Although in the reaction of both the hydrolysis and dealkylation, the reflux temperature of the system is used, lower temperatures may be used. However, when temperatures much below C. are used, the time of reaction will be considerably effected and amide compounds will be formed, and a reaction temperature will be reached which will require an extremely extended reaction time, thereby making this reaction impractical. Because of this condition, it is preferred to use reflux temperatures or temperatures fairly close to reflux. When one uses conditions between the above-mentioned extremes-40w temperatures to reflux, dilute acid to concentrated acid-mixtures of the amide, acid, and dealkylated acid compound will be obtained.
The following examples are given by way of illustration:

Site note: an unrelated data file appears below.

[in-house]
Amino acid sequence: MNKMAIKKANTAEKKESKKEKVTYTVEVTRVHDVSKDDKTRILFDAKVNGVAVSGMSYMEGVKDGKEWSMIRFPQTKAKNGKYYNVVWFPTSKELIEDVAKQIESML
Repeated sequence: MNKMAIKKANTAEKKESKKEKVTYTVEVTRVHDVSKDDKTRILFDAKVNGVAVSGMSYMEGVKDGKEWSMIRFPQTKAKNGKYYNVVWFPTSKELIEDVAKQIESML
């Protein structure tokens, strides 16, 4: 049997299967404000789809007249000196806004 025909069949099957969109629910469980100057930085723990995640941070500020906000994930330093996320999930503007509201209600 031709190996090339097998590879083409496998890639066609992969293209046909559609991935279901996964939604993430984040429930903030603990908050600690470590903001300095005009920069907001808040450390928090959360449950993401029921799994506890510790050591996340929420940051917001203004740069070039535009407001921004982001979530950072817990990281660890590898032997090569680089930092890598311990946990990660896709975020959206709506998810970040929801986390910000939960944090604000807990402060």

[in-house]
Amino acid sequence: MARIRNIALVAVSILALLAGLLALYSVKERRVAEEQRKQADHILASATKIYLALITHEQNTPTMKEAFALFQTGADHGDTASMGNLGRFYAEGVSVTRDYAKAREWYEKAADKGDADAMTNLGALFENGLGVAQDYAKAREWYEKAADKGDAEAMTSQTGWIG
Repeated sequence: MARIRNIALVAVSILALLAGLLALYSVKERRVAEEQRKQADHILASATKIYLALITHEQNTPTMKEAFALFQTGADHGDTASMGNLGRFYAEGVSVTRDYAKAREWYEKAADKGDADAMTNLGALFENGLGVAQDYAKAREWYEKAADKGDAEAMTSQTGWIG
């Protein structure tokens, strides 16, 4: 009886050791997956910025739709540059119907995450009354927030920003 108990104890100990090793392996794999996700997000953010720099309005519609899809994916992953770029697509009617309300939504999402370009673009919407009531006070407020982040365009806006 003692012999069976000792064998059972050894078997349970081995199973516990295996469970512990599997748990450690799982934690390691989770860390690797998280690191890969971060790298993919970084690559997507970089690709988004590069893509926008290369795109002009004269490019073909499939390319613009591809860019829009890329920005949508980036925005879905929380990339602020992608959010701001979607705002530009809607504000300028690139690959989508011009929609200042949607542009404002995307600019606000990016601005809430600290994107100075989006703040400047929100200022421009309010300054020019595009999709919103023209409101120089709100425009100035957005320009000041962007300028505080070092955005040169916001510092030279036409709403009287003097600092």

EXAMPLE 1 Benzyl u-formamidocyanoacetate A solution of 0.5 mole of benzyl cyanoacetate, 217 ml. of ice water and (0.6 mole) sodium nitrite are stirred together at 3 C. while adding, over 35 minutes, 39.6 ml. (0.7 mole) glacial acetic acid. The reaction is stirred several hours while the ice melts and allowed to stand overnight. The crystalline mass is filtered and stirred with 250 ml. water and 42 ml. conc. HCl. The resulting mixture is extracted four times with ether, which after drying with MgSO filtering and evaporating the solvent, yields crude crystalline or oximinobenzyl cyanoacetate. This crude oximino compound is stirred in 290 ml. 88% formic acid at 60-63 C. while adding 54.5 g. zinc dust over 1:20 hours. After a short induction period, cooling is required. Reaction is continued for 20 minutes more, cooling is withdrawn, and after another 20 minutes the excess zinc is filtered and washed with three portions of hot ethyl acetate. The combined filtrates are aged several hours at room temperature, filtered again, and the solvents removed in vacuo, leaving a red oil which crystallizes. The product is washed twice with 1:1 chloroformcyclohexane and twice with water, then taken up in ethylacetate, washed with saturated aqueous sodium bicarbonate, dried with magnesium sulfate, filtered, evaporated, and recrystallized from CHCl (480 ,ml.)-cyclohexane (480 ml.) to yield 33.4 g. of a-formamido-benzyl cyanoacetate, 42.1%, M.P. 102105 C.